Guns, Girls, Gambling (2012)
-Review by Nic Brown-
Elvis impersonation seems to be a hobby anyone can enjoy. No matter whether you look anything at all like the King of rock & roll, put on a puffed up wig and a sequined jumpsuit and you’re ready to go. If you have some fake Elvi, then what better venue for them than a casino to compete to see who’s the King of the King look-a-likes? After all, casinos represent a lot of the same things as Elvis in the last years of his life: a lot of flash, a lot of flare, excitement…. and a very large buffet. So what could possibly go wrong when you have an Elvis impersonation contest at a casino located on a remote Indian reservation? Well if you asked John Smith (Christian Slater) he’d say a whole lot, in writer/director Michael Winnick’s film “Guns, Girls, and Gambling”.
Smith is a down on his luck guy. His girlfriend left him a few months back and he’s wound up at this casino… which just happens to be hosting an amateur Elvis impersonator contest. Sign up and they’ll even give you the gear if you don’t have your own. During the show, Smith briefly hooks up with a beautiful woman, whose only interest in him is stealing his wallet. After that, he ends up in a poker game with some of his fellow Elvi. There’s “The King Elvis” (Gary Oldman) who won the contest. There’s also “Little Person Elvis” (Tony Cox), “Asian Elvis” (Anthony Brandon Wong) and “Gay Elvis” (Chris Kattan). Smith loses all his remaining cash, but that’s not his real problem. When he wakes up in the morning, he’s grabbed by “The Chief” – it seems the Chief , who owns the casino, has been robbed by one of the Elvi, and Smith is the only one at hand. You see, the Chief believes all of his tribe’s success with the casino is the result of a captured Hopi mask that is supposed to bring good fortune to the bearer. The mask was what was stolen and it’s worth more than Smith’s life to them to get it back.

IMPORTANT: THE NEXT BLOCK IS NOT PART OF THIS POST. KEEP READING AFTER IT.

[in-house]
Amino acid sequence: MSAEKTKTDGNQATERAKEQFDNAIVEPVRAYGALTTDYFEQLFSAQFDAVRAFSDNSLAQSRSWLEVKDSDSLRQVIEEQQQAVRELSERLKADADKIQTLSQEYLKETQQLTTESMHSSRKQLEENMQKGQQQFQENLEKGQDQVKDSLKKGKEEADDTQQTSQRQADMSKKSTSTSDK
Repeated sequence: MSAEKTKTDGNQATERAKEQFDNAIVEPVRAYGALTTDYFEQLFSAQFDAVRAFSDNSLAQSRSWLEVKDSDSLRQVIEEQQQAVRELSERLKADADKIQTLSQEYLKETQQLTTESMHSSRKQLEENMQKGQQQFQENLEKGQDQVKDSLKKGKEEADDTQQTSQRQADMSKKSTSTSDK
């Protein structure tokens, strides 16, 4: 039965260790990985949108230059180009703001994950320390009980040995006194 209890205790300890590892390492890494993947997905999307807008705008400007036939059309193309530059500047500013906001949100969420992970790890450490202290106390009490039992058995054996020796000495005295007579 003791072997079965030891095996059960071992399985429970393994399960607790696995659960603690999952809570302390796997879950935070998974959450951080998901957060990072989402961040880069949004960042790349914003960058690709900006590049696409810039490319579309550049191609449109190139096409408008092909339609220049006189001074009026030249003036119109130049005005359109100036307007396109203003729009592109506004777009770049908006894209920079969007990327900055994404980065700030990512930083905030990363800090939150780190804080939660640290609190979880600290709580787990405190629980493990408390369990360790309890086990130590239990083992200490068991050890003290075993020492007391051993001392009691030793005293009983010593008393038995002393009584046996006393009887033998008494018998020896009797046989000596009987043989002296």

“Guns, Girls, and Gambling” is a fast-paced film that takes advantage of an ensemble cast of quality talent to tell a simple story in a fun way. The movie is shot from John Smith’s perspective with frequent narration as Smith breaks the fourth wall and addresses the audience. The jokes are frequent and for the most part successful, and the story has enough twists and turns to make it difficult to guess what’s going to happen next. There is plenty of action to punctuate the jokes, and the film has some surprisingly dark undertones to it. When it comes the gunplay and violence, they’re no laughing matter.